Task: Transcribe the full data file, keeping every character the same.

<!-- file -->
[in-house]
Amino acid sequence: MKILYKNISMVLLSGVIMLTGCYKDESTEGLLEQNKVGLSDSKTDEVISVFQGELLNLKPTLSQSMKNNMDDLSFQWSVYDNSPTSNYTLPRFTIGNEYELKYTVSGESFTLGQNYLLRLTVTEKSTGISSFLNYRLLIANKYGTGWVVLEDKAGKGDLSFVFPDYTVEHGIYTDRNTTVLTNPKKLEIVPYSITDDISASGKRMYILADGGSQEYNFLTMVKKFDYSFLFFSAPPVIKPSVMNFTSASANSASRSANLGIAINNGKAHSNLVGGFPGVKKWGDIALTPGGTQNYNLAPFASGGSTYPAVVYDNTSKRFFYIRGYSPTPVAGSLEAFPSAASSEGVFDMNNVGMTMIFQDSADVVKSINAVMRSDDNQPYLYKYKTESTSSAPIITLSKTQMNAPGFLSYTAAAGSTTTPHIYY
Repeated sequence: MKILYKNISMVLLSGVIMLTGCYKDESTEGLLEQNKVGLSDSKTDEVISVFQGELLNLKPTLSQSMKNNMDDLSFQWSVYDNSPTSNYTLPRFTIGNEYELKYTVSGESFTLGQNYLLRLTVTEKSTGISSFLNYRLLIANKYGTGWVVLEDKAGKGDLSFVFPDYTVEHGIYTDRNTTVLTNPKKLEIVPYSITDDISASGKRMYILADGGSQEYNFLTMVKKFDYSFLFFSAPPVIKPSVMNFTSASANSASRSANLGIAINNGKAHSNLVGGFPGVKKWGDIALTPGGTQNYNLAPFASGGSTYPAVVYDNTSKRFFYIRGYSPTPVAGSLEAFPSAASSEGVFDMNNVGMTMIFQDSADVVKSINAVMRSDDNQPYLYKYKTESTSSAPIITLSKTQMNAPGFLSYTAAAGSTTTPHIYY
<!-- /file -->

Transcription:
[in-house]
Amino acid sequence: MKILYKNISMVLLSGVIMLTGCYKDESTEGLLEQNKVGLSDSKTDEVISVFQGELLNLKPTLSQSMKNNMDDLSFQWSVYDNSPTSNYTLPRFTIGNEYELKYTVSGESFTLGQNYLLRLTVTEKSTGISSFLNYRLLIANKYGTGWVVLEDKAGKGDLSFVFPDYTVEHGIYTDRNTTVLTNPKKLEIVPYSITDDISASGKRMYILADGGSQEYNFLTMVKKFDYSFLFFSAPPVIKPSVMNFTSASANSASRSANLGIAINNGKAHSNLVGGFPGVKKWGDIALTPGGTQNYNLAPFASGGSTYPAVVYDNTSKRFFYIRGYSPTPVAGSLEAFPSAASSEGVFDMNNVGMTMIFQDSADVVKSINAVMRSDDNQPYLYKYKTESTSSAPIITLSKTQMNAPGFLSYTAAAGSTTTPHIYY
Repeated sequence: MKILYKNISMVLLSGVIMLTGCYKDESTEGLLEQNKVGLSDSKTDEVISVFQGELLNLKPTLSQSMKNNMDDLSFQWSVYDNSPTSNYTLPRFTIGNEYELKYTVSGESFTLGQNYLLRLTVTEKSTGISSFLNYRLLIANKYGTGWVVLEDKAGKGDLSFVFPDYTVEHGIYTDRNTTVLTNPKKLEIVPYSITDDISASGKRMYILADGGSQEYNFLTMVKKFDYSFLFFSAPPVIKPSVMNFTSASANSASRSANLGIAINNGKAHSNLVGGFPGVKKWGDIALTPGGTQNYNLAPFASGGSTYPAVVYDNTSKRFFYIRGYSPTPVAGSLEAFPSAASSEGVFDMNNVGMTMIFQDSADVVKSINAVMRSDDNQPYLYKYKTESTSSAPIITLSKTQMNAPGFLSYTAAAGSTTTPHIYY